Surprising Side Effects of Taking Vitamin D Supplements, Says Science
Vitamin D has become an increasingly popular supplement for adults, especially considering deficiencies of this vitamin are not uncommon, that the vitamin is linked to immune support, and that current research supports plenty of health benefits associated with appropriate intake of vitamin D.
While your body can produce this vitamin with exposure to the sun, most adults should rely on consuming vitamin D through food and supplement as well to ensure adequate intake. Vitamin D supplementation may provide an extensive list of health benefits; however, it is important to speak with your physician about your supplementation protocol as blood levels of vitamin D can easily rise to a dangerous level that may negatively impact your health.
Here are some side effects you may notice when taking vitamin D supplement. Read on, and for more on how to eat healthy, don't miss 7 Healthiest Foods to Eat Right Now.
Mental health perks.
While this is an area of vitamin D research that needs more depth and time, recent studies indicate there may be a link between vitamin D and depression. In fact, a Neuropsychiatry review found a relationship between increased incidence of depression and vitamin D deficiency. (Read on: 5 Signs of Vitamin D Deficiency You Should Never Ignore.)
Immune system support.
You know the common nutrients associated with immunity, like vitamin C and antioxidants, but there is also research to support vitamin D may play a role in creating a healthy immune system. A 2017 study indicated supplementation of vitamin D may reduce the risk of acute respiratory tract infection, especially in subjects who started the study with a more significant deficiency of vitamin D. Additionally, a separate review found vitamin D deficiency may increase susceptibility to infection.
Lower blood pressure.
According to the Center for Disease Control and Prevention, nearly half of adults in the United States have high blood pressure, otherwise known as hypertension. While we know maintaining a healthy weight, regular exercise, and managing dietary sodium are ways to improve blood pressure, research indicates vitamin D may play a role as well.
A 2019 study highlights that a vitamin D deficiency is associated with an increased risk of cardiovascular disease related to hypertension, and even brief bouts of deficiency may raise blood pressure enough to negatively impact organ health. While lifestyle and dietary choices can be made to manage blood pressure, this research suggests vitamin D supplementation may be beneficial as well.
Elevated blood calcium levels.
While there are clear benefits to supplementing with vitamin D, especially for those who have a deficiency, it is possible to overdo it and reach toxic levels. One thing that can happen if you over supplement with vitamin D is that you may over absorb calcium.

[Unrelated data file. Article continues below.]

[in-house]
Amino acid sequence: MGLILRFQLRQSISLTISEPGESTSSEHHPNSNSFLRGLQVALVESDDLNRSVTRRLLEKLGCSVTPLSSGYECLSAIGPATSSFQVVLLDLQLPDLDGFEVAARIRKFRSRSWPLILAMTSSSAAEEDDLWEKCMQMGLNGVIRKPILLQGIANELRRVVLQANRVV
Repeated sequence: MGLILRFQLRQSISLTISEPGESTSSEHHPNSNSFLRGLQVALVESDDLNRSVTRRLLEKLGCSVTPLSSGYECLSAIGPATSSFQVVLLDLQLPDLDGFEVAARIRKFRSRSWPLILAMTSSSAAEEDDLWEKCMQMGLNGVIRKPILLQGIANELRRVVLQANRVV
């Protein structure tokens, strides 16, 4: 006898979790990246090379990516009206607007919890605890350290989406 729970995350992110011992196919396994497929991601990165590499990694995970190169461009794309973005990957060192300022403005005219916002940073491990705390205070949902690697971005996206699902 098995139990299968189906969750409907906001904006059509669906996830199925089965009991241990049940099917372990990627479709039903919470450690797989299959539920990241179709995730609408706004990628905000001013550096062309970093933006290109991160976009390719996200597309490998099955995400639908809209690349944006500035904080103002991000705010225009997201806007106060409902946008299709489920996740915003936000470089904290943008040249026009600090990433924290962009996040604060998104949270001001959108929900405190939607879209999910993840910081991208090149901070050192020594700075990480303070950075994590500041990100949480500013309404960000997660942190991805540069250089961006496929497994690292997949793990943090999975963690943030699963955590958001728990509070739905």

An important role of vitamin D is to help your body absorb calcium, hence the bone-health function of vitamin D you have likely heard before. However, if taken in excess, vitamin D may instruct your body to over absorb calcium, and in turn, result in hypercalcemia, or high blood calcium levels. With symptoms like nausea and vomiting, weakness, confusion, and muscle pain, hypercalcemia may not sound detrimental, however, research has found it can take months to reduce calcium level back to normal following periods of high blood calcium levels. On the other hand, without sufficient vitamin D, you may be interested to know about the One Major Side Effect of Not Eating Enough Calcium, New Study Says.
Loss of bone.
This may seem counterintuitive as we just reenforced the bone-building benefits of vitamin D; however, research suggests that excessive intake of vitamin D may lead to low levels of vitamin K, another vitamin with an important role in bone health. Vitamin K aids in the regulation of osteocalcin, a hormone that plays a role in the calcification of bone, enabling bones to build strength and rigidity. With lowered levels of vitamin K within the body due to excessive intake of vitamin D, bone health may be negatively impacted. To offset this, ensure you are taking appropriate amounts of vitamin D and enjoy vitamin K-rich foods like kale and spinach.
Your kidneys are responsible for filtering your blood. So, after your body digests supplements, it goes through your kidney to then be dispersed throughout the body. What often can happen when you consume too much of a supplement, the kidneys can get overrun and possibly damaged.
Research has shown consistently that vitamin D toxicity, and consequent hypercalcemia, can result in kidney dysfunction and possible failure. Additionally, this outcome has been seen in individuals with existing kidney disease as well as those with healthy kidneys. While kidney failure can be treated with hydration and medication, this is a serious outcome with the potential to lead to serious and long-lasting effects within the body.
For more, check out Popular Foods That May Cause Lasting Damage to Your Kidneys, Says Science.
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